CCCTC Career Fair about More Than Finding a Job

COLUMBIANA, Ohio – Colton Hickman, a precision machining student from East Palestine, not only is excelling at his Columbiana County Career and Technical Center program while still in high school, but also through a work placement program at Hall Industries Inc. in Ellwood City, Pa.

Hickman has taken what he has learned about operating a CNC machine and gained additional experience making a variety of pieces at Hall Industries, which he credits with teaching him new skills.

He appreciates the willingness of the company to be flexible and work around his school schedule so he can continue to get job experience while completing high school this spring.

Carmin Barron, a human resources assistant with Hall Industries, a family-owned company that has been around for 60 years, said she was hoping to find more students like Hickman while participating in the CCCTC career fair March 9.

“He has one of the best work ethics,” Barron said, adding she asked the students she met at the career fair if they know Hickman.

“He’s always willing to learn new things, new machines. He’s been a great asset,” she added

Barron said Hall is looking at students with hands-on skills to become entry-level CNC machinists for the company, which employs nearly 300 and fabricates small and large parts for a variety of uses in the medical and airline industries.

Like many companies, Barron said Hall Industries finds it difficult to find good employees, especially those who want to stay long term. They find better candidates at schools like CCCTC in Lisbon.

“The programs through the technical schools – we can find so many candidates – because they already have the experience from the programs they’re taking,” Barron said.

The schools often approach local companies to tout some of their students who could be a good fit after school.

She credits the job fairs with giving Hall Industries a chance to gain name recognition with the students.

CCCTC juniors and seniors got an opportunity to meet with many businesses from Columbiana, Mahoning and Trumbull counties, as well as western Pennsylvania. Also present were representatives from skilled-trade unions, the military, tech schools and colleges – nearly 60 organizations in all.

The CCCTC student services coordinator, Michelle Fitzsimmons, said the fair gives students an opportunity to learn about companies with which they might be unfamiliar, expanding their prospects for employment.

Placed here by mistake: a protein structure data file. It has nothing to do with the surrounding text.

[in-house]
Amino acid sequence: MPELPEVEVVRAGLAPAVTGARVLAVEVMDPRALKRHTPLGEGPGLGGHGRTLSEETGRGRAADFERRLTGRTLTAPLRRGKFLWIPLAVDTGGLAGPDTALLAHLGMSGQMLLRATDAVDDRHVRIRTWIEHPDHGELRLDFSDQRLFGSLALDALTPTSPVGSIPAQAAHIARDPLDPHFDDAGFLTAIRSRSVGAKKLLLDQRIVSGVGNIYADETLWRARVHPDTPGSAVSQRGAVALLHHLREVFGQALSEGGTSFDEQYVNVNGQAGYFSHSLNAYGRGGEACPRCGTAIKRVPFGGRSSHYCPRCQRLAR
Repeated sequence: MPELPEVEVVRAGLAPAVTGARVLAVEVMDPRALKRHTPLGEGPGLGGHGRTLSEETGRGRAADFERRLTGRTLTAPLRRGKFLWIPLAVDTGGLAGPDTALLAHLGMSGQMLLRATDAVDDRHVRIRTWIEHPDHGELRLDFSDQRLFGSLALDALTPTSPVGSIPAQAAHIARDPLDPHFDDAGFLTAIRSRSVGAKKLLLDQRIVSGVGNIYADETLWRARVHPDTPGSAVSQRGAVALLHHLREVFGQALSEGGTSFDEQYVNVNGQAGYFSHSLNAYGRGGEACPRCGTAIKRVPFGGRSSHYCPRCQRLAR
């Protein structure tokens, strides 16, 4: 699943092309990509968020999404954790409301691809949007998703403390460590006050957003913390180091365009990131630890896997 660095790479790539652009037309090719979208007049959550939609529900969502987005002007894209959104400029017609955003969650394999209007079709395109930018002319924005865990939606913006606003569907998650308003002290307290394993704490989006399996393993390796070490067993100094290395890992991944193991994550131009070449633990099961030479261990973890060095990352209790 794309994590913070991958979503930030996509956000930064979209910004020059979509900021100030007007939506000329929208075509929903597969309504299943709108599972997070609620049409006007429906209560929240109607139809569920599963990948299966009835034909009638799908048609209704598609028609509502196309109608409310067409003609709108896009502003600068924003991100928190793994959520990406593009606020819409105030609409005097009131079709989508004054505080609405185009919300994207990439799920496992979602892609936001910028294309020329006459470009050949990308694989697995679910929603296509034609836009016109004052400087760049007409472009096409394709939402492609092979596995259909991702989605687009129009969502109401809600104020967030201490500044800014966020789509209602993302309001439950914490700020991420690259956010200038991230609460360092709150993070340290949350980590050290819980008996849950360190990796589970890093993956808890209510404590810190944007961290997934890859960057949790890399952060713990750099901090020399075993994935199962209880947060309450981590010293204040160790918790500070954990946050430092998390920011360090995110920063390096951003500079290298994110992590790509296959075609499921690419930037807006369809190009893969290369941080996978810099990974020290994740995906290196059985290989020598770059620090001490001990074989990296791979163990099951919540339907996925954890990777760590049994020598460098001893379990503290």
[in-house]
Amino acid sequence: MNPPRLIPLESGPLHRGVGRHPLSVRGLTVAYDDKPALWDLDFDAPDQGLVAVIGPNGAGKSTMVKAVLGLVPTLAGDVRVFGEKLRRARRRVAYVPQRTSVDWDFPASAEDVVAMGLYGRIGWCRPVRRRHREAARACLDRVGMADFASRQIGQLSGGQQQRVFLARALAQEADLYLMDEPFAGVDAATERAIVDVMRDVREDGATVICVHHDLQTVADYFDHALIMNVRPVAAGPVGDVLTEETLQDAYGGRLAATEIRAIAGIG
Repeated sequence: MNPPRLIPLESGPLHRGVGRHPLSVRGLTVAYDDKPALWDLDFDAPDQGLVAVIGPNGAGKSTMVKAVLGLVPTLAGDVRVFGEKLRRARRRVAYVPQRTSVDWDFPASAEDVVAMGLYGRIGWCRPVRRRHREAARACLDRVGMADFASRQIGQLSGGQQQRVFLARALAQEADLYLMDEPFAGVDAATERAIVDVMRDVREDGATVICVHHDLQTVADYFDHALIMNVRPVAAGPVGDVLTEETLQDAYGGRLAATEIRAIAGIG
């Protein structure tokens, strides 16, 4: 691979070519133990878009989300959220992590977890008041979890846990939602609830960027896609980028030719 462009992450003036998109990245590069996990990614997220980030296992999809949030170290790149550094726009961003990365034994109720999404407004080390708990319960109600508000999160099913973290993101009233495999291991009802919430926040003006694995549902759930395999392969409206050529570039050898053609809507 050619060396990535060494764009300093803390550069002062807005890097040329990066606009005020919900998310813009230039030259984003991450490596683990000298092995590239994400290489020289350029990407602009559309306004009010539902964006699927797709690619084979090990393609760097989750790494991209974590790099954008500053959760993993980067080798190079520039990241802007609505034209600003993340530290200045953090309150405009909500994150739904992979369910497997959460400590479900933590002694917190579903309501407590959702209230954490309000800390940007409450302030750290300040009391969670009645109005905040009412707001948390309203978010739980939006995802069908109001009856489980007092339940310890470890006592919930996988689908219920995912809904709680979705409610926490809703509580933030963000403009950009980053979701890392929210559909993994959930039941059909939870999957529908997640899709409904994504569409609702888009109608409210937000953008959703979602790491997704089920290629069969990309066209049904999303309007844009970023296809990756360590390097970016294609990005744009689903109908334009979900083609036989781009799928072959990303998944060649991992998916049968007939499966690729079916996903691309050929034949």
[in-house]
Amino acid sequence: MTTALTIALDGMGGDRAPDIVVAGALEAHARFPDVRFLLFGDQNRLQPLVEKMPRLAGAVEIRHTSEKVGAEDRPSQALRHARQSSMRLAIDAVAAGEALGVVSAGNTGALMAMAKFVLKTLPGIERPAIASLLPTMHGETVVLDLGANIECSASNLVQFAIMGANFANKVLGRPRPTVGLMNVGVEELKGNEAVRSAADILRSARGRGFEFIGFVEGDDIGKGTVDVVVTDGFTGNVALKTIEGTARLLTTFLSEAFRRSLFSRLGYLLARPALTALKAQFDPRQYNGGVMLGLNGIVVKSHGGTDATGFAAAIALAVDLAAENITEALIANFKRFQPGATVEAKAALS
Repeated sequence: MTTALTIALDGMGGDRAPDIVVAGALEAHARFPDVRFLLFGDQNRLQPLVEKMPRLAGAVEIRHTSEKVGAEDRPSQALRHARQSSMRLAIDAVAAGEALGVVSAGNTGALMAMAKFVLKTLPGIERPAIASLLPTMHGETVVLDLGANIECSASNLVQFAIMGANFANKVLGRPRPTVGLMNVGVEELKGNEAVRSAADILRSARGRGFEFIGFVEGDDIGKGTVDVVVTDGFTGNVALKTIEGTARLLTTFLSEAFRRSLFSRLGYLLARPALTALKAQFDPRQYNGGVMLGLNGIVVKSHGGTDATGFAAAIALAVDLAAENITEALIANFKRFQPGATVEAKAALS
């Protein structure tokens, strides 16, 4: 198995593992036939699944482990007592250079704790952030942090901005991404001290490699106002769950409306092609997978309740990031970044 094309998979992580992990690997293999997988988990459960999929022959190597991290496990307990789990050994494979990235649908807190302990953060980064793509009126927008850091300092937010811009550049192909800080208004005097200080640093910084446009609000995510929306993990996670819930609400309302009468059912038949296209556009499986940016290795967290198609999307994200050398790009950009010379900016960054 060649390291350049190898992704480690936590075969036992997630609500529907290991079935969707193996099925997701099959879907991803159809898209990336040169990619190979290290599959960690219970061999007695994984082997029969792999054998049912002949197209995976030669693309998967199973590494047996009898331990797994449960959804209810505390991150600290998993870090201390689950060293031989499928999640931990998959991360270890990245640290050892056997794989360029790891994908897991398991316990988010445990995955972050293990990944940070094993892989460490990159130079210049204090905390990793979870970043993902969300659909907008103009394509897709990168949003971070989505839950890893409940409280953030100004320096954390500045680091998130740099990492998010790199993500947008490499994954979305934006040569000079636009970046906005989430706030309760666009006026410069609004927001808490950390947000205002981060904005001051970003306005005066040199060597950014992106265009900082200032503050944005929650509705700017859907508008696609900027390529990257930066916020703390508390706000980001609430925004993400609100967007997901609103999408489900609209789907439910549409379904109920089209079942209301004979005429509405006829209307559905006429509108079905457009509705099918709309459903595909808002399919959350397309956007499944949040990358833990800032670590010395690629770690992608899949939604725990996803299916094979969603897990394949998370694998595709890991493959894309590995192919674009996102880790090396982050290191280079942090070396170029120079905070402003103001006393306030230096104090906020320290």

The event also gives a smaller company, such as LM Cases, a manufacturer in Austintown, a chance to overcome the tight labor market and find talent.

CEO William LaGuardia said his company came seeking young employees trained in CNC machining, carpentry and even automotive training because of the many parts needed to construct the cases.

LaGuardia hopes to see students stay in the area and work for companies here. He has concerns, though, that the Intel project outside of Columbus may draw many of the next generation away from the Mahoning Valley.

Six years ago, when she began the job fair, Fitzsimmons said it was in response to finding so many of the students knew only about businesses in their hometowns or places where a parent or other relative had previously worked. She wants them to expand their options.

For some students, there is a fear of the unknown. But, after spending time speaking with these companies, Fitzsimmons believes the students might be willing to drive to Youngstown or elsewhere for a job.

Andrew Gorby, a tower foreman with STG Communications in Columbiana, said he was at the career fair to seek new and bright talent for a growing industry, which services telecommunication towers. The company needs both people ready to climb the towers and on the ground doing the electrical work.

Gorby said he found some CCCTC students already have OSHA training and some already knew how to don climbing harnesses.

Donald Bott, construction manager (left) and Andrew Gorby, tower foreman (right), let Haley Carnes of Leetonia schools and Michael Hoffee from United schools try on the harnesses employees of STG Communications wear to safely climb and service communications towers.

STG is looking for employees who are, what Gorby describes, “respectful, resourceful, reliable and responsive.”

A good fit would be someone with electrical-wiring experience, someone who likes heights, does not mind traveling and wants something different.